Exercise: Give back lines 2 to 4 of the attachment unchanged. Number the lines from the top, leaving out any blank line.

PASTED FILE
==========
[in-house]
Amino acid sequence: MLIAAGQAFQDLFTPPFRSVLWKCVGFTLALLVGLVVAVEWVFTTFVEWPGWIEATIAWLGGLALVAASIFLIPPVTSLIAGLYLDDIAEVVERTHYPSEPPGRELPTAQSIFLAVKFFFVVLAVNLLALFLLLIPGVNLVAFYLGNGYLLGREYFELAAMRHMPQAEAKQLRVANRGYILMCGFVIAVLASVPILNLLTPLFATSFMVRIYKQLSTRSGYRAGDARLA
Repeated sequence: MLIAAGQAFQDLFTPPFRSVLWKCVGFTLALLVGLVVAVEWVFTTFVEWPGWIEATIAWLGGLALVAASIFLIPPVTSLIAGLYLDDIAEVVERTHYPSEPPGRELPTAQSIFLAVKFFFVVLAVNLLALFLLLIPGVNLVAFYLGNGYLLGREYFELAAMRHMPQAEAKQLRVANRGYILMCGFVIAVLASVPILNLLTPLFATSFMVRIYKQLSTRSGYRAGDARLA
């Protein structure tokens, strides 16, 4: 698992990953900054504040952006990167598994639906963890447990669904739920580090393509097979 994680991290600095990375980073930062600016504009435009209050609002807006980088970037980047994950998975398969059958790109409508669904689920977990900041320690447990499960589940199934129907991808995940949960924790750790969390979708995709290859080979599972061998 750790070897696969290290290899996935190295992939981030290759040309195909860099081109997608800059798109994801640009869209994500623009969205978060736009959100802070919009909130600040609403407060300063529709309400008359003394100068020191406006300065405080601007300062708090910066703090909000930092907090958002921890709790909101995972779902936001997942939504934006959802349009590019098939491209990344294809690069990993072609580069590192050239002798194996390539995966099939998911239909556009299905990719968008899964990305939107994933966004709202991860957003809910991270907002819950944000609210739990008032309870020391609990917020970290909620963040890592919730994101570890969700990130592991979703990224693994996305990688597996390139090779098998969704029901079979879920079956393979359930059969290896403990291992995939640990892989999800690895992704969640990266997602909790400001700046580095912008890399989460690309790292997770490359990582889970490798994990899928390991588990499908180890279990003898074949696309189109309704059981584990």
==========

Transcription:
Amino acid sequence: MLIAAGQAFQDLFTPPFRSVLWKCVGFTLALLVGLVVAVEWVFTTFVEWPGWIEATIAWLGGLALVAASIFLIPPVTSLIAGLYLDDIAEVVERTHYPSEPPGRELPTAQSIFLAVKFFFVVLAVNLLALFLLLIPGVNLVAFYLGNGYLLGREYFELAAMRHMPQAEAKQLRVANRGYILMCGFVIAVLASVPILNLLTPLFATSFMVRIYKQLSTRSGYRAGDARLA
Repeated sequence: MLIAAGQAFQDLFTPPFRSVLWKCVGFTLALLVGLVVAVEWVFTTFVEWPGWIEATIAWLGGLALVAASIFLIPPVTSLIAGLYLDDIAEVVERTHYPSEPPGRELPTAQSIFLAVKFFFVVLAVNLLALFLLLIPGVNLVAFYLGNGYLLGREYFELAAMRHMPQAEAKQLRVANRGYILMCGFVIAVLASVPILNLLTPLFATSFMVRIYKQLSTRSGYRAGDARLA
């Protein structure tokens, strides 16, 4: 698992990953900054504040952006990167598994639906963890447990669904739920580090393509097979 994680991290600095990375980073930062600016504009435009209050609002807006980088970037980047994950998975398969059958790109409508669904689920977990900041320690447990499960589940199934129907991808995940949960924790750790969390979708995709290859080979599972061998 750790070897696969290290290899996935190295992939981030290759040309195909860099081109997608800059798109994801640009869209994500623009969205978060736009959100802070919009909130600040609403407060300063529709309400008359003394100068020191406006300065405080601007300062708090910066703090909000930092907090958002921890709790909101995972779902936001997942939504934006959802349009590019098939491209990344294809690069990993072609580069590192050239002798194996390539995966099939998911239909556009299905990719968008899964990305939107994933966004709202991860957003809910991270907002819950944000609210739990008032309870020391609990917020970290909620963040890592919730994101570890969700990130592991979703990224693994996305990688597996390139090779098998969704029901079979879920079956393979359930059969290896403990291992995939640990892989999800690895992704969640990266997602909790400001700046580095912008890399989460690309790292997770490359990582889970490798994990899928390991588990499908180890279990003898074949696309189109309704059981584990």